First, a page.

Where New Zealand is not to beconfused with New Zealander,  which is an element that moves in and out (and switches jerseys).

The loudest complaint about this particular sale has been that it is unfair on local buyers who can’t afford to buy the farms at the price Shanghai Pengxin has agreed and as a result all future sales will face the same threat. This is patently a load of nonsense, because New Zealand investors, whether private or corporate, will continue to buy good farm land which will generate a commercial return.
As an example there is an opportunity for all New Zealanders to invest capital in dairy farms through AgInvest’s MyFarm which has 43 syndicates managing 14,000 hectares of dairy farms milking 32,000 cows. It will also be a lot better managed than the Crafar farms have been, although Landcorp may be able to lift performance with Chinese investment of $16 million.
that seems to be the weakest link in your argument. Your claiming that an globalised property market doesn't increase prices.
Buying shares in a farm isn't the same as getting up in the morning and hearing the skylark.

Agreed. Would Allan be able to demonstrate how well these 'managed investment syndicate' farms are performing?   One thing that is apparent with Pengxins purchase of Crafer farms, is "commercial return" as Allan states it, doesn't come into it.

Apparently they can run at a loss as they will make their money at their supermarkets.

No one seems to mention the total rural debt and how it came about , if i was from loss after loss from a majority of farmers , this isnt the end , this is just the begining of the end ,
Got to imagine all banks have there own crafers

Kiwi's tend to look in terms of a few years; see decades as long term. Christ, we have only been here a couple of hundred years and have done more damage to our land than the Chinese have in a few thousand. 
We have even managed to screw up our resources and regional family units by shifting the revenue and employment north/south to the city that can never grow without a massive waste of funding for survival.
What country; mindfull of reality towards growth and stability would put all it's eggs into maintaining growth in an isthmus that is only going to suck up any "real revenue" created by the rest of NZ. 
You cannot logically create your business hub on the narrowest bottleneck of a country that also holds the largest population. If you choose to live there, or do business then you should expect to be paying a really big premium back to heartland NZ. 
Sucesssive policies, governments drive to split communities, families and whanau by driving a stake through them and forcing all young to Auckland. Removing any option to remain in the town/region they love. Suck the life blood out of every community outside Auckland.    
Here's hoping that any Asian investment in this country brings some long term focus and redirection of investment to other regions. At least that may assist those who wish  to remain with family in the region they love.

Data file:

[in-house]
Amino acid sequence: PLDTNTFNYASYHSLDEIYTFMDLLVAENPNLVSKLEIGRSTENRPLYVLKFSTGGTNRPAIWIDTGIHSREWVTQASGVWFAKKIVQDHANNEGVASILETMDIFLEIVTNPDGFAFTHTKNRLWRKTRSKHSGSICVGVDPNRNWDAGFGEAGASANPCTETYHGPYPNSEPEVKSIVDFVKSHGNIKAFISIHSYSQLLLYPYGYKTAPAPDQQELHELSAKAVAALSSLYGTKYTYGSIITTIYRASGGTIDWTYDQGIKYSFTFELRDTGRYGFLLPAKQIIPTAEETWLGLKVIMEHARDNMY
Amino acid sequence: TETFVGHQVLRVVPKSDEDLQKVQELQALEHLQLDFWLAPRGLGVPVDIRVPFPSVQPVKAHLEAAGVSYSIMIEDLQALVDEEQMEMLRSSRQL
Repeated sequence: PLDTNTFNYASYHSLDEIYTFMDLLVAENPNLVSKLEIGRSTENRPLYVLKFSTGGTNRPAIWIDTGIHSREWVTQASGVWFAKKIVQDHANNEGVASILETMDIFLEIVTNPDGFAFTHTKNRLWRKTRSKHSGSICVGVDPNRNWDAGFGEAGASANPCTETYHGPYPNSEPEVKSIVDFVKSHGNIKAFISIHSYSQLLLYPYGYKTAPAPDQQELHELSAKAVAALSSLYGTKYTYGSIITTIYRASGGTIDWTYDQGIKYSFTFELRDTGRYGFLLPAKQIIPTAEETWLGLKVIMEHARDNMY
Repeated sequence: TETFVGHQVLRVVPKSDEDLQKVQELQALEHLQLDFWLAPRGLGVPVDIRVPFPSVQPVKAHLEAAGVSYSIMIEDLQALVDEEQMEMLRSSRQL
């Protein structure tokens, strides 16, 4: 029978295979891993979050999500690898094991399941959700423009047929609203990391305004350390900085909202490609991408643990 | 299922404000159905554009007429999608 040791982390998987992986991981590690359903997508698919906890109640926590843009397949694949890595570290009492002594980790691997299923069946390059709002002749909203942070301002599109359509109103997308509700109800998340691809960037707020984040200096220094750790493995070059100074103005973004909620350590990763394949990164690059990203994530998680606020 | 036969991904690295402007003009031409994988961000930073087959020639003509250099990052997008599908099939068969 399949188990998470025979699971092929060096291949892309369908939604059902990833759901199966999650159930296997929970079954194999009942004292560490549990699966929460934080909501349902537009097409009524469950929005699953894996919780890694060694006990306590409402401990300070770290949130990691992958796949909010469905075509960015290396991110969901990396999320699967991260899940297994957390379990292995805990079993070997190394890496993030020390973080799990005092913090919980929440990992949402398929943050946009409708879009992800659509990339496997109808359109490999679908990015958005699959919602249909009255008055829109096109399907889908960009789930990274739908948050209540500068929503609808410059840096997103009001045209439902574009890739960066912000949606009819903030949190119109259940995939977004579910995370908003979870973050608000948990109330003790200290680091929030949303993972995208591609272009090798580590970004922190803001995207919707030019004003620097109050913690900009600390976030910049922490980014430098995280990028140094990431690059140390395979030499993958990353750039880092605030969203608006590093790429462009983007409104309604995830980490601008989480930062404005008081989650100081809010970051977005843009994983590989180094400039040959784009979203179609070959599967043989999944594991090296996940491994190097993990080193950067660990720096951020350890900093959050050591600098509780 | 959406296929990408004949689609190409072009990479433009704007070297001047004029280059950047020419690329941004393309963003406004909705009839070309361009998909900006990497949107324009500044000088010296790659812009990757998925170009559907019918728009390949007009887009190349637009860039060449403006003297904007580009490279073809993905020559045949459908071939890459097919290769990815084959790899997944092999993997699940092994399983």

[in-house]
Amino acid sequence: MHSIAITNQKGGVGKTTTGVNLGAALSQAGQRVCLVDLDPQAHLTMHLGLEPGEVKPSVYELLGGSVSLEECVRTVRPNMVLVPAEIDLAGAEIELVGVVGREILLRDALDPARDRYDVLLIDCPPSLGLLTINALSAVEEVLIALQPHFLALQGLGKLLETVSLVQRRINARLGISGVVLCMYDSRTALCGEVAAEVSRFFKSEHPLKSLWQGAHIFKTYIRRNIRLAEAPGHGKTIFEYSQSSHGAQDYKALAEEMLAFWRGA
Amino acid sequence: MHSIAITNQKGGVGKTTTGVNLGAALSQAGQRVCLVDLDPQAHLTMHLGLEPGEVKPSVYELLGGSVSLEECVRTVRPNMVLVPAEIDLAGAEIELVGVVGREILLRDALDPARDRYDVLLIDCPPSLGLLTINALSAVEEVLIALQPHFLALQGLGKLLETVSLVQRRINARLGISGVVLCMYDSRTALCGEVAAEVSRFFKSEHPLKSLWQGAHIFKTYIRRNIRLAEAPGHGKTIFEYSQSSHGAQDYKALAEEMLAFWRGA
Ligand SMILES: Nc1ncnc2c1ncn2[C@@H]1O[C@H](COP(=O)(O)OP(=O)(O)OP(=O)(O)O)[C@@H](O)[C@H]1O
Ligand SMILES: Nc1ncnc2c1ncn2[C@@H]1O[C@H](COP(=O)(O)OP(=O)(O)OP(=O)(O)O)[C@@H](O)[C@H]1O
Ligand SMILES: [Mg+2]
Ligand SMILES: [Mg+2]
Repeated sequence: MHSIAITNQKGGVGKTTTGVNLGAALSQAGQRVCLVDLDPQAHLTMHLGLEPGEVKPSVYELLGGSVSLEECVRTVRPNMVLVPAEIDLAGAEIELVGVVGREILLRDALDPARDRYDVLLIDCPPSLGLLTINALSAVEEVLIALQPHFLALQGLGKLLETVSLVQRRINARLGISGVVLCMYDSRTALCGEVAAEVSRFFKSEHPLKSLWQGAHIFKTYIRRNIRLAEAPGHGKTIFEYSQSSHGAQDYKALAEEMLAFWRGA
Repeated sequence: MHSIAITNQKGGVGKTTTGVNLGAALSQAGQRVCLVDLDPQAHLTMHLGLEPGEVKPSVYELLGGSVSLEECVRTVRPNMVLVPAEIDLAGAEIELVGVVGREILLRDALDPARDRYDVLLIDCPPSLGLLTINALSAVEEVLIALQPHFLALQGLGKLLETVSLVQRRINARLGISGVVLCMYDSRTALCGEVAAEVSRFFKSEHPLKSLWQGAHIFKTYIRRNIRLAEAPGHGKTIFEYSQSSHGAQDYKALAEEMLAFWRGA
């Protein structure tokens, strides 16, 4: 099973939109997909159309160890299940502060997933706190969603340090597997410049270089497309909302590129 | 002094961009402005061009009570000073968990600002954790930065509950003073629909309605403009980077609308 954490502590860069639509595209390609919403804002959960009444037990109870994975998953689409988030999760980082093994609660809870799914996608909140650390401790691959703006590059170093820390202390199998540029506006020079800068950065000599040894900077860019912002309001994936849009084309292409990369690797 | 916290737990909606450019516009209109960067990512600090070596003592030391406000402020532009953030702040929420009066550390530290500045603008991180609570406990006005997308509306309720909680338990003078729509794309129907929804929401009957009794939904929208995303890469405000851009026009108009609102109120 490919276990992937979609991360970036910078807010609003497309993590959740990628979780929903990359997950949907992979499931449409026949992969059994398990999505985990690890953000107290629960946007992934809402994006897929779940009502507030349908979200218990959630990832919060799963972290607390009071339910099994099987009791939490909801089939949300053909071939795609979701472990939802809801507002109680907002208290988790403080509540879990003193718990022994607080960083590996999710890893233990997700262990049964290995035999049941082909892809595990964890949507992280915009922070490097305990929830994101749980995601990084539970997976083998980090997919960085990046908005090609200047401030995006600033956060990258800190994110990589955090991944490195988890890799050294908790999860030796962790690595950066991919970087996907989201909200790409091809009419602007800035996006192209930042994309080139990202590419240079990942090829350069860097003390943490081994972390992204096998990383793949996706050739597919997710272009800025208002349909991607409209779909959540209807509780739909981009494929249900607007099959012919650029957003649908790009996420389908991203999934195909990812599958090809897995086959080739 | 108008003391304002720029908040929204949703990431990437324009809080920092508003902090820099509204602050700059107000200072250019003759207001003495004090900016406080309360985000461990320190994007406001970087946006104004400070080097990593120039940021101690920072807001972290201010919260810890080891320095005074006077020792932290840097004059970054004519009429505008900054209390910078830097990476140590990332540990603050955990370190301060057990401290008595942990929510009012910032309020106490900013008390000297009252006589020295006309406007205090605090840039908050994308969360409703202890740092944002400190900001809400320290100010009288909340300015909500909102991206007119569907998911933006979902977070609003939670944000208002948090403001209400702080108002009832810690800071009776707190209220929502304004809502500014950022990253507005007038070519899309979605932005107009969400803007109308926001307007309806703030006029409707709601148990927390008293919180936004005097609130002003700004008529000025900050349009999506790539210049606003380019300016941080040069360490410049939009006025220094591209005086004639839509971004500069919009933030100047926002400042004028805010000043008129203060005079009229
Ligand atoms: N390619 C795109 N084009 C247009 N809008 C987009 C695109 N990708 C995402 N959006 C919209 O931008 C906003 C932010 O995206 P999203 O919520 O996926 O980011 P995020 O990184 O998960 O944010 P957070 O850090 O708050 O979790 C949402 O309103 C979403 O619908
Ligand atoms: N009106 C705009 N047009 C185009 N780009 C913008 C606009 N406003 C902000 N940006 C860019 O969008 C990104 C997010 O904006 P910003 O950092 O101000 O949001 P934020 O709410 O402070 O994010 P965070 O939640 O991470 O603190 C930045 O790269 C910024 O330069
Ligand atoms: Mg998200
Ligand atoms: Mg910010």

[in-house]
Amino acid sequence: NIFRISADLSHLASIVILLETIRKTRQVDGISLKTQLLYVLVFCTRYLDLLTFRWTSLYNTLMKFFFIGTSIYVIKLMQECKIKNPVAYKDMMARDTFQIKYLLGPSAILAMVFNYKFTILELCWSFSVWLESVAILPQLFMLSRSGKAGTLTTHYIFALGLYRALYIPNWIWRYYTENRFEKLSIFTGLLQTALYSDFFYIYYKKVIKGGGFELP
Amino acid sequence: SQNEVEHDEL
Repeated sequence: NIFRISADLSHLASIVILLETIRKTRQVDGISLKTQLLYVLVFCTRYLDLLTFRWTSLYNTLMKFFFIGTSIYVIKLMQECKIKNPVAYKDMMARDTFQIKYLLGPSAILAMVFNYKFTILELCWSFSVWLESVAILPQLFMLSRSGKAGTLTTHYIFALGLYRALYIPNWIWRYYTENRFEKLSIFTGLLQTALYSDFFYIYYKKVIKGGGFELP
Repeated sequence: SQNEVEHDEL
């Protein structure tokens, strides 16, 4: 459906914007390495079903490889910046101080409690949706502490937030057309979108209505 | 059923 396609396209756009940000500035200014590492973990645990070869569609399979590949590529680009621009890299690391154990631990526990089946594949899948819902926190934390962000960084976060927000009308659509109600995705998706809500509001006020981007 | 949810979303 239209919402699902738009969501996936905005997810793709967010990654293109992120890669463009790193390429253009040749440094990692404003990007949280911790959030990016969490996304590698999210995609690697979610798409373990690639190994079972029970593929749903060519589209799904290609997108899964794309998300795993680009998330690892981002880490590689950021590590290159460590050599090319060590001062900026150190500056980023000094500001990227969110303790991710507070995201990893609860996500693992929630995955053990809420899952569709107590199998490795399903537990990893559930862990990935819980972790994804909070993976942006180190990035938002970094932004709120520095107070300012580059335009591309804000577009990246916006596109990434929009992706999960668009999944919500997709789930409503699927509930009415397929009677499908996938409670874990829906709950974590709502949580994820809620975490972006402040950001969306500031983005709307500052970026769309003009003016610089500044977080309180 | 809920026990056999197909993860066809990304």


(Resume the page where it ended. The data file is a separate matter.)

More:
That may not necessarily be Asian investor focus currently but terms and conditions could be changed without cost to JK NZ Inc.
 Let's try and take a bright side!
Plus keeping values up to keep our banks and current landowners safe............

It's a great deal: we supply the farms & cows & milk, while the Chinese supply the melamine & filler products - then sell the product/s to the Chinese population (who suffer from a tainted food supply chain already).

Screw the rest of us.
The Magpies

When Tom and Elizabeth took the farm
The bracken made their bed
and Quardle oodle ardle wardle doodle
The magpies said
Tom's hand was strong to the plough
and Elizabeth's lips were red
and Quardle oodle ardle wardle doodle
The magpies said
Year in year out they worked
while the pines grew overhead
and Quardle oodle ardle wardle doodle
The magpies said
But all the beautiful crops soon went
to the mortgage man instead
and Quardle oodle ardle wardle doodle
The magpies said
Elizabeth is dead now (it's long ago)
Old Tom's gone light in the head
and Quardle oodle ardle wardle doodle
The magpies said
The farms still there. Mortgage corporations
couldn't give it away
and Quardle oodle ardle wardle doodle
The magpies say.

jh you just need to become a little more aspirational .....its as easy as that.

I think we just need to know whose side everyones on.

The real issue isn't about Sinophobia or xenophobia. It's about the fact that NZers have seen far too many TranzRail and Deane-era Telecom asset-strip jobs - both of which American speculators were heavily involved - for every Heinz-Watties that builds a processing plant.
The trick is to how to tell the two types of foreign investment apart. In the long run, NZ needs a stronger domestic savings pool - one that can outlast a Muldoon hit-job on it.

Hi omnologo
Terrified as I am of being long winded again, I can only comment that AgInvest has a good track record (I invested in an early syndicate 15 years ago) and I would trust it to produce a good return from good property buying and farm management practices. However we can't guarantee the dairy price which must eventually justify the investment.